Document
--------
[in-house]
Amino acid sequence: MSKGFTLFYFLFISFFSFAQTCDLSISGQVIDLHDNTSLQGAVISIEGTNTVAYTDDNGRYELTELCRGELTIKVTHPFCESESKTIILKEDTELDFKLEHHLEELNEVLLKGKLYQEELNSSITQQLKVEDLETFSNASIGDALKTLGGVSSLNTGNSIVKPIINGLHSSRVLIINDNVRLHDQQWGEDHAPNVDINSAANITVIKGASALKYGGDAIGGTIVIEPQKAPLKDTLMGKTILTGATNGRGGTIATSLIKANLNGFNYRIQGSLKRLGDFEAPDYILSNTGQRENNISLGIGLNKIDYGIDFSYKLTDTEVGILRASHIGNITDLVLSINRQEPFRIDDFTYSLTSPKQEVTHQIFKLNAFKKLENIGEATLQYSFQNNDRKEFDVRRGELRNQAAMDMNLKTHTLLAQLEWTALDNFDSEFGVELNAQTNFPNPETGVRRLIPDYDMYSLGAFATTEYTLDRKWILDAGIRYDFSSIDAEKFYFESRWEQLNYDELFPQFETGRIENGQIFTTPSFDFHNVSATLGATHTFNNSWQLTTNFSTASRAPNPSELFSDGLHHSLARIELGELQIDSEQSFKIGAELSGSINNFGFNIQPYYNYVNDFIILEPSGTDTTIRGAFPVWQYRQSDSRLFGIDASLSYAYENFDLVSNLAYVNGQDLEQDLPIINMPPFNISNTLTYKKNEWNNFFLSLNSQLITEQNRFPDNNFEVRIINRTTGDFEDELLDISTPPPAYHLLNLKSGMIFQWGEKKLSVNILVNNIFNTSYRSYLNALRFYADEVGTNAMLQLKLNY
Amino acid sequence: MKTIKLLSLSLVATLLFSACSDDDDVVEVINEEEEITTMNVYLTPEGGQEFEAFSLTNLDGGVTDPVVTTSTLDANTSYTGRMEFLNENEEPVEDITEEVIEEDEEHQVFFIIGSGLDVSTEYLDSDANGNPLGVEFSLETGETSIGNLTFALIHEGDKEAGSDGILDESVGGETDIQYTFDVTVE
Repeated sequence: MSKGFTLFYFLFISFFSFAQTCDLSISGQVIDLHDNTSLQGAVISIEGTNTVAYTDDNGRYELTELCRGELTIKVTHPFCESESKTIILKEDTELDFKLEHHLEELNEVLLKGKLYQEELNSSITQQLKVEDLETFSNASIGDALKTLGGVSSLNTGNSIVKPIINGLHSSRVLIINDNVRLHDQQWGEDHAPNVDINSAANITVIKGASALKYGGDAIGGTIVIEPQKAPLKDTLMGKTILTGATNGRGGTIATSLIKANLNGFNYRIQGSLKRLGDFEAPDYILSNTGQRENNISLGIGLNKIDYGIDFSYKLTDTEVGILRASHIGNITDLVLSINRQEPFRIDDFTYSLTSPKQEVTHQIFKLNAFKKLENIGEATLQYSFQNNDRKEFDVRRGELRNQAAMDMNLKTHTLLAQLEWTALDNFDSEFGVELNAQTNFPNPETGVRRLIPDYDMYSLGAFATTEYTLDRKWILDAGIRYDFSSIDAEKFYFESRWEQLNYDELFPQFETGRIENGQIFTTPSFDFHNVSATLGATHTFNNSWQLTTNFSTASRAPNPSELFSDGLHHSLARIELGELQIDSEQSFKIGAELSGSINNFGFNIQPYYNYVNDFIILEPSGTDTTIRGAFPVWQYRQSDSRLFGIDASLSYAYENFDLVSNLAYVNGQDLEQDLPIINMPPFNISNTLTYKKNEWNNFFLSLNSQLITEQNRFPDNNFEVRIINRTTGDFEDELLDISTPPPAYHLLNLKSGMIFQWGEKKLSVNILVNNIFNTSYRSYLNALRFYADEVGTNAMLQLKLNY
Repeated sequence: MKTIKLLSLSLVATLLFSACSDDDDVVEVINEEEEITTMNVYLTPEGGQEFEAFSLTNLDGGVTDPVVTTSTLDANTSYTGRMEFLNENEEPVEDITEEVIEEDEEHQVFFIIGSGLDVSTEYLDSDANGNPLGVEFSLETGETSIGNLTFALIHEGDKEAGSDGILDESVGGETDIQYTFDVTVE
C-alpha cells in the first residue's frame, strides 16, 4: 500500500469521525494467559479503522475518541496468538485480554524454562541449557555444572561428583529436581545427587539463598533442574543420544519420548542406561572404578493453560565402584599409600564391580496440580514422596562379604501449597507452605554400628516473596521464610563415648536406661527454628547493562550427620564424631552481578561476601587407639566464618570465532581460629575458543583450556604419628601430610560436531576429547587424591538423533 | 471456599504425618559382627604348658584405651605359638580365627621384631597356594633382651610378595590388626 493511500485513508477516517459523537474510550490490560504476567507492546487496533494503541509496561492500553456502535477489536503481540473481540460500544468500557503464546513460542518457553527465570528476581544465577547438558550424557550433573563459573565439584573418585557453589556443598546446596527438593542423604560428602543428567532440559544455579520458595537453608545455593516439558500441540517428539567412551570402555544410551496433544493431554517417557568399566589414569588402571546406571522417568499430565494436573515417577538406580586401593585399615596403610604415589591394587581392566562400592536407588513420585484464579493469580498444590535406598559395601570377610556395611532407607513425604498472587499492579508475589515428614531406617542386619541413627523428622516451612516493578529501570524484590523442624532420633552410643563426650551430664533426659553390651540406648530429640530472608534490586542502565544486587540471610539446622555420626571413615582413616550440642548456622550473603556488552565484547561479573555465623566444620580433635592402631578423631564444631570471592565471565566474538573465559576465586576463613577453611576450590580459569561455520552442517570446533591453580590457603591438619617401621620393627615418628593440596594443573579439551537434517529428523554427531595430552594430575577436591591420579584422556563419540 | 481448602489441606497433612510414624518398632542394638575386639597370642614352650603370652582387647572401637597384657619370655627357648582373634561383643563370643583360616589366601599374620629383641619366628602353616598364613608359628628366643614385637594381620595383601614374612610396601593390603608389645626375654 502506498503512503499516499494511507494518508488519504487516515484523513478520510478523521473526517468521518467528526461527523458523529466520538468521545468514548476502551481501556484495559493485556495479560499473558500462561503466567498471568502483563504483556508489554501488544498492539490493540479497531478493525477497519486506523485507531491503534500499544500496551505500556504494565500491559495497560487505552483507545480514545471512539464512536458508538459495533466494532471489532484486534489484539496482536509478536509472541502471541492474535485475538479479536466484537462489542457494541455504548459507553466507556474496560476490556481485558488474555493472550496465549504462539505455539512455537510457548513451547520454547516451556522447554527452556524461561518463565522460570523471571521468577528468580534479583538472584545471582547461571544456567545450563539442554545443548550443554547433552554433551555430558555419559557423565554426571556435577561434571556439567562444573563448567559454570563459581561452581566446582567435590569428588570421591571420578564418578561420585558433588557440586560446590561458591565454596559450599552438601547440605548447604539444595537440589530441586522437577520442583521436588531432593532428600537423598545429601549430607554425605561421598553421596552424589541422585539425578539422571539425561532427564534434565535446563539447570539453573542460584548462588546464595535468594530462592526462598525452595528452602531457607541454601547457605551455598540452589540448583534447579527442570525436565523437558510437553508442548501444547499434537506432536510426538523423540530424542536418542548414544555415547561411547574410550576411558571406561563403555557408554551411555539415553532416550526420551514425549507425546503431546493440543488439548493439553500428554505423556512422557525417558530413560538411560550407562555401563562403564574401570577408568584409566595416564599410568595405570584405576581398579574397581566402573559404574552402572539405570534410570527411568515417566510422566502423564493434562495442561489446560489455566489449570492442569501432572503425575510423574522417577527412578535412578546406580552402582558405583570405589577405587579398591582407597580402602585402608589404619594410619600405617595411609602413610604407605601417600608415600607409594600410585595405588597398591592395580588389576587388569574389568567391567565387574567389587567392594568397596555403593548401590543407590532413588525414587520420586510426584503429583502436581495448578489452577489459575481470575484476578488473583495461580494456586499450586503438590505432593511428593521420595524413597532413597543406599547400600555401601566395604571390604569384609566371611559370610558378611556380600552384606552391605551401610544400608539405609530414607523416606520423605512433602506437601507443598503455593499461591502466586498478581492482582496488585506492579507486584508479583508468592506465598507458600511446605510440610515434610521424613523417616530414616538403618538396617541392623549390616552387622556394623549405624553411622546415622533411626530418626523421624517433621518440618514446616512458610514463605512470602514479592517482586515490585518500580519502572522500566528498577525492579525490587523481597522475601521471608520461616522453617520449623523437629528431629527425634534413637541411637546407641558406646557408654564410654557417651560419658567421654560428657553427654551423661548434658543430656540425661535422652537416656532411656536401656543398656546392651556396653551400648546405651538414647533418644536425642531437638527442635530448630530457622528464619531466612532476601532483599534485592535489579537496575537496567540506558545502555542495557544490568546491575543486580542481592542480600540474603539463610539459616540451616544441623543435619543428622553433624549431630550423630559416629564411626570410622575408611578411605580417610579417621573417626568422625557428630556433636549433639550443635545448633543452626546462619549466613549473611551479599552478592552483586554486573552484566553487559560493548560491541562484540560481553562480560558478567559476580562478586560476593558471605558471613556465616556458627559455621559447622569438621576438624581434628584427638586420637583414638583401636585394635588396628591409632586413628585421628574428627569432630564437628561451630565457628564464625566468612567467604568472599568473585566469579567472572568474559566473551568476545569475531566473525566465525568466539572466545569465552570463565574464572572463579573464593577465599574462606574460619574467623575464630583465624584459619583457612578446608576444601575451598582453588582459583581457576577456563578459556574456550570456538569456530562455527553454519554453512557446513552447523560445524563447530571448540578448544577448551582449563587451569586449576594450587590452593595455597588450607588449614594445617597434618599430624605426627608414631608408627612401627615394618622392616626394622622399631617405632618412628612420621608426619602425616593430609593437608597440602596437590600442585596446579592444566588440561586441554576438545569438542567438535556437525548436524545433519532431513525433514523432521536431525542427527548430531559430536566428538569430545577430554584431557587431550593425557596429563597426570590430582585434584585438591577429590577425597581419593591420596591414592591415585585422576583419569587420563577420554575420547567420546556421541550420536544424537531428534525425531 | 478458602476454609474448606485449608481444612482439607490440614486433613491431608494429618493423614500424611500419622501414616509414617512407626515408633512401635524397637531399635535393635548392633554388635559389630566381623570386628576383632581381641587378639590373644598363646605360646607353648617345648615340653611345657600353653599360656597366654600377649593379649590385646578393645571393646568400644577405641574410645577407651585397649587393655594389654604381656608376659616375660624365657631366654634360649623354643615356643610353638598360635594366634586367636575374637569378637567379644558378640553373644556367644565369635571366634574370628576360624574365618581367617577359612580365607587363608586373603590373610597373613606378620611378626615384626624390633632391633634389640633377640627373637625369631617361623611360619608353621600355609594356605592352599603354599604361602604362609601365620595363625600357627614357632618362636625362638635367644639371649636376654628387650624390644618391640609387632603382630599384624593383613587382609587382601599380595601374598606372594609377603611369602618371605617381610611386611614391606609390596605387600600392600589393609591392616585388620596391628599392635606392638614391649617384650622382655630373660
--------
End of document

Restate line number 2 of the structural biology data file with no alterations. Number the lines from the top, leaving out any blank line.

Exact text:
Amino acid sequence: MSKGFTLFYFLFISFFSFAQTCDLSISGQVIDLHDNTSLQGAVISIEGTNTVAYTDDNGRYELTELCRGELTIKVTHPFCESESKTIILKEDTELDFKLEHHLEELNEVLLKGKLYQEELNSSITQQLKVEDLETFSNASIGDALKTLGGVSSLNTGNSIVKPIINGLHSSRVLIINDNVRLHDQQWGEDHAPNVDINSAANITVIKGASALKYGGDAIGGTIVIEPQKAPLKDTLMGKTILTGATNGRGGTIATSLIKANLNGFNYRIQGSLKRLGDFEAPDYILSNTGQRENNISLGIGLNKIDYGIDFSYKLTDTEVGILRASHIGNITDLVLSINRQEPFRIDDFTYSLTSPKQEVTHQIFKLNAFKKLENIGEATLQYSFQNNDRKEFDVRRGELRNQAAMDMNLKTHTLLAQLEWTALDNFDSEFGVELNAQTNFPNPETGVRRLIPDYDMYSLGAFATTEYTLDRKWILDAGIRYDFSSIDAEKFYFESRWEQLNYDELFPQFETGRIENGQIFTTPSFDFHNVSATLGATHTFNNSWQLTTNFSTASRAPNPSELFSDGLHHSLARIELGELQIDSEQSFKIGAELSGSINNFGFNIQPYYNYVNDFIILEPSGTDTTIRGAFPVWQYRQSDSRLFGIDASLSYAYENFDLVSNLAYVNGQDLEQDLPIINMPPFNISNTLTYKKNEWNNFFLSLNSQLITEQNRFPDNNFEVRIINRTTGDFEDELLDISTPPPAYHLLNLKSGMIFQWGEKKLSVNILVNNIFNTSYRSYLNALRFYADEVGTNAMLQLKLNY